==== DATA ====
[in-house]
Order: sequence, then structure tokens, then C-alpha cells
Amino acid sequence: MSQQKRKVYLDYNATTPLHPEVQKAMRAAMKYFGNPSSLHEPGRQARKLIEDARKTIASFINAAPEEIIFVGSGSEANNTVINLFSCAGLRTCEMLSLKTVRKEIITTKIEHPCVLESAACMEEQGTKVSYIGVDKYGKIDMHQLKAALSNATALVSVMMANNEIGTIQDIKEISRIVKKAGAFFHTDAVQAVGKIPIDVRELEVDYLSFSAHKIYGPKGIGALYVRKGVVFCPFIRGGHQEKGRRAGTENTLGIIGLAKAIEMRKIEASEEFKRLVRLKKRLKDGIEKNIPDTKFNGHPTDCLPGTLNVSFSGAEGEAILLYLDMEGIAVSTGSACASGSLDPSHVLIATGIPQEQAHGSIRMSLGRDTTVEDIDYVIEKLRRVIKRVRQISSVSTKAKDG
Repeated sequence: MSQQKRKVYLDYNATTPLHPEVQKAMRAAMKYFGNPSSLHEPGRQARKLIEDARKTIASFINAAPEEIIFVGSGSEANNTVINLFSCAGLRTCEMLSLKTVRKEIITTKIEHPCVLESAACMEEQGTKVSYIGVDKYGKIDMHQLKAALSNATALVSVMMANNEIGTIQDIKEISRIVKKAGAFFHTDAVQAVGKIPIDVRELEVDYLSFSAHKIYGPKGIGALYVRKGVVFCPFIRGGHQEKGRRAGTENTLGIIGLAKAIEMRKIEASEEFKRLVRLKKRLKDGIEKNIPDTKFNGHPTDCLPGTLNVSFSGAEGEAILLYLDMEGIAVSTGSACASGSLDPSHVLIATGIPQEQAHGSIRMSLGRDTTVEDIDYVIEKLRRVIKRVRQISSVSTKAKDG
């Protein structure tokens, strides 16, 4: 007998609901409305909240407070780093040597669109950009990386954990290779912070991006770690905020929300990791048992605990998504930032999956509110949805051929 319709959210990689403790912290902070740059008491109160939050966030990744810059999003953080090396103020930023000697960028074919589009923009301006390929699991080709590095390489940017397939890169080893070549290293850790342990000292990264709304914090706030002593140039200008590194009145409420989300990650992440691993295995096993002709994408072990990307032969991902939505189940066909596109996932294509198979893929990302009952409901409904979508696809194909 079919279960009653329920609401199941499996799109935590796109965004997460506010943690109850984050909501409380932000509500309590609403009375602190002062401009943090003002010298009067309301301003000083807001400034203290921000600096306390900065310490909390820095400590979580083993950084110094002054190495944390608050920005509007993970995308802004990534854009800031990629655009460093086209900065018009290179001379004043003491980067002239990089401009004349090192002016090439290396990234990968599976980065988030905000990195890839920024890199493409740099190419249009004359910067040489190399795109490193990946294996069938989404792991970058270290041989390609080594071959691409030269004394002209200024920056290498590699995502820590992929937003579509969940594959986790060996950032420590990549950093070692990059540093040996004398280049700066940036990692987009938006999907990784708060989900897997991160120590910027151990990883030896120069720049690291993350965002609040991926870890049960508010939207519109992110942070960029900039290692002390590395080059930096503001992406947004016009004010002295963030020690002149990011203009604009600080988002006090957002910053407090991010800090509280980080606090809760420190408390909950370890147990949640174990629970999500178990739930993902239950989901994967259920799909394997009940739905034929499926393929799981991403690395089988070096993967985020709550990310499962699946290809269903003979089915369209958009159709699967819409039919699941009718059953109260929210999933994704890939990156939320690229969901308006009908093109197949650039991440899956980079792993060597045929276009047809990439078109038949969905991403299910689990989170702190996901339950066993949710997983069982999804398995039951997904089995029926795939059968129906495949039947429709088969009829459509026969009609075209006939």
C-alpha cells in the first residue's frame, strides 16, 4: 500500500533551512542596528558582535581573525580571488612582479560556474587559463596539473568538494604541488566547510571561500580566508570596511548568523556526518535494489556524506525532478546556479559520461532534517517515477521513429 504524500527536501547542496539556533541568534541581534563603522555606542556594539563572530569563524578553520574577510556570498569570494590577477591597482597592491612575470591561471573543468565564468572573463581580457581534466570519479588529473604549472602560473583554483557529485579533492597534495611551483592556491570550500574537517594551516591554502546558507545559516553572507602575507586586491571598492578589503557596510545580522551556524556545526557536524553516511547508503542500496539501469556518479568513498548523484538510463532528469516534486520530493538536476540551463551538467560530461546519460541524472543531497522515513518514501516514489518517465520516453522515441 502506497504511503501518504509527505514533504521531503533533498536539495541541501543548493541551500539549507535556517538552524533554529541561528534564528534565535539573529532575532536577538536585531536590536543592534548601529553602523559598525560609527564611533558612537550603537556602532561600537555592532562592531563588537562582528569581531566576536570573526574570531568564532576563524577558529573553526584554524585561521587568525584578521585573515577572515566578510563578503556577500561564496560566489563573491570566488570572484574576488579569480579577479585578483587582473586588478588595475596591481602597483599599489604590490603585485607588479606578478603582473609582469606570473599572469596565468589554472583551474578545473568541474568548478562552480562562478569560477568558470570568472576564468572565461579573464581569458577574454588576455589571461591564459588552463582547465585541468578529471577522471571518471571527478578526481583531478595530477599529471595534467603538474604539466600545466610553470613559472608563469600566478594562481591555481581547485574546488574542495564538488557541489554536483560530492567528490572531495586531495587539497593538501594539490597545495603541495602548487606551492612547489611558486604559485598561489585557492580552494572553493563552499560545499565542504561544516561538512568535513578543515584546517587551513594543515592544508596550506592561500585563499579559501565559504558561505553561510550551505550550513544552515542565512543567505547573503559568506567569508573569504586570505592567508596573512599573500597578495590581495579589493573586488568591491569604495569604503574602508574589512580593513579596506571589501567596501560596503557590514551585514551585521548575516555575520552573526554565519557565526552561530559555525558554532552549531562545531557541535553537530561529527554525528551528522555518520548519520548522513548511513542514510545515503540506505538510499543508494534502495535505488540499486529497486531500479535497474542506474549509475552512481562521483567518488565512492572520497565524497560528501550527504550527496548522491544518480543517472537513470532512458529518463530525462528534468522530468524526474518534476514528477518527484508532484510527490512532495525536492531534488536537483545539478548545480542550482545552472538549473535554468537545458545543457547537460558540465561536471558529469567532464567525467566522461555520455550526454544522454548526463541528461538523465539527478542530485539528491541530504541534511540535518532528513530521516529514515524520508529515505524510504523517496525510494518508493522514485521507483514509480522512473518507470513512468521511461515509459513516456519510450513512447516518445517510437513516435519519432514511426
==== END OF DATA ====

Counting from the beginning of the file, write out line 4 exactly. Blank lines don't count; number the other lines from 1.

Repeated sequence: MSQQKRKVYLDYNATTPLHPEVQKAMRAAMKYFGNPSSLHEPGRQARKLIEDARKTIASFINAAPEEIIFVGSGSEANNTVINLFSCAGLRTCEMLSLKTVRKEIITTKIEHPCVLESAACMEEQGTKVSYIGVDKYGKIDMHQLKAALSNATALVSVMMANNEIGTIQDIKEISRIVKKAGAFFHTDAVQAVGKIPIDVRELEVDYLSFSAHKIYGPKGIGALYVRKGVVFCPFIRGGHQEKGRRAGTENTLGIIGLAKAIEMRKIEASEEFKRLVRLKKRLKDGIEKNIPDTKFNGHPTDCLPGTLNVSFSGAEGEAILLYLDMEGIAVSTGSACASGSLDPSHVLIATGIPQEQAHGSIRMSLGRDTTVEDIDYVIEKLRRVIKRVRQISSVSTKAKDG